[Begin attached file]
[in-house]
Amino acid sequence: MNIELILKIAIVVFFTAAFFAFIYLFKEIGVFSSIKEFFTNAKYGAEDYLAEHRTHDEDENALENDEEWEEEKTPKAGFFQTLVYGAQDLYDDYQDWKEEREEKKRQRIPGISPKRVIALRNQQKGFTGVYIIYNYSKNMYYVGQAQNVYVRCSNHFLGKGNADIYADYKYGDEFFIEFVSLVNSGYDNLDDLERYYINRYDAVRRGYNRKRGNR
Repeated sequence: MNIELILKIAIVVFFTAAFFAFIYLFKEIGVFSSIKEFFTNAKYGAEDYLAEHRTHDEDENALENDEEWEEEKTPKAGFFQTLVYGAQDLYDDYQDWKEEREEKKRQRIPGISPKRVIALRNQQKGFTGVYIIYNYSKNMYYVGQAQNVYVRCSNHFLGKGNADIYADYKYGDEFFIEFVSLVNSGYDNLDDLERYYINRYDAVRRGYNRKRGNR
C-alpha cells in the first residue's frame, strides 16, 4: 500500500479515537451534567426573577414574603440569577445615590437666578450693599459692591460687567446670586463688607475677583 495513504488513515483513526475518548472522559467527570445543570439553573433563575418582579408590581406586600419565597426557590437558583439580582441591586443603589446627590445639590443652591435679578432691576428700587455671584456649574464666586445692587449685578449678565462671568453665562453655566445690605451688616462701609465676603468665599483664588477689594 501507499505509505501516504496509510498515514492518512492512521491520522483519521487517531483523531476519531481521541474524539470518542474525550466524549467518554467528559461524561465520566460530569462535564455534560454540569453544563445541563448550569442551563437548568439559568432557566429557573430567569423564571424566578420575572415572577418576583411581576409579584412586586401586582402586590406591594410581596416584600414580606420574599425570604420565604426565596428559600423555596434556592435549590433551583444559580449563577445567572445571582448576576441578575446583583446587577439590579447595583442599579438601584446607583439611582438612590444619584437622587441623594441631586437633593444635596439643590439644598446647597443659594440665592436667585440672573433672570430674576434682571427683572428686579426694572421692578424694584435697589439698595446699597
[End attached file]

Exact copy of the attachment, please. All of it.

[in-house]
Amino acid sequence: MNIELILKIAIVVFFTAAFFAFIYLFKEIGVFSSIKEFFTNAKYGAEDYLAEHRTHDEDENALENDEEWEEEKTPKAGFFQTLVYGAQDLYDDYQDWKEEREEKKRQRIPGISPKRVIALRNQQKGFTGVYIIYNYSKNMYYVGQAQNVYVRCSNHFLGKGNADIYADYKYGDEFFIEFVSLVNSGYDNLDDLERYYINRYDAVRRGYNRKRGNR
Repeated sequence: MNIELILKIAIVVFFTAAFFAFIYLFKEIGVFSSIKEFFTNAKYGAEDYLAEHRTHDEDENALENDEEWEEEKTPKAGFFQTLVYGAQDLYDDYQDWKEEREEKKRQRIPGISPKRVIALRNQQKGFTGVYIIYNYSKNMYYVGQAQNVYVRCSNHFLGKGNADIYADYKYGDEFFIEFVSLVNSGYDNLDDLERYYINRYDAVRRGYNRKRGNR
C-alpha cells in the first residue's frame, strides 16, 4: 500500500479515537451534567426573577414574603440569577445615590437666578450693599459692591460687567446670586463688607475677583 495513504488513515483513526475518548472522559467527570445543570439553573433563575418582579408590581406586600419565597426557590437558583439580582441591586443603589446627590445639590443652591435679578432691576428700587455671584456649574464666586445692587449685578449678565462671568453665562453655566445690605451688616462701609465676603468665599483664588477689594 501507499505509505501516504496509510498515514492518512492512521491520522483519521487517531483523531476519531481521541474524539470518542474525550466524549467518554467528559461524561465520566460530569462535564455534560454540569453544563445541563448550569442551563437548568439559568432557566429557573430567569423564571424566578420575572415572577418576583411581576409579584412586586401586582402586590406591594410581596416584600414580606420574599425570604420565604426565596428559600423555596434556592435549590433551583444559580449563577445567572445571582448576576441578575446583583446587577439590579447595583442599579438601584446607583439611582438612590444619584437622587441623594441631586437633593444635596439643590439644598446647597443659594440665592436667585440672573433672570430674576434682571427683572428686579426694572421692578424694584435697589439698595446699597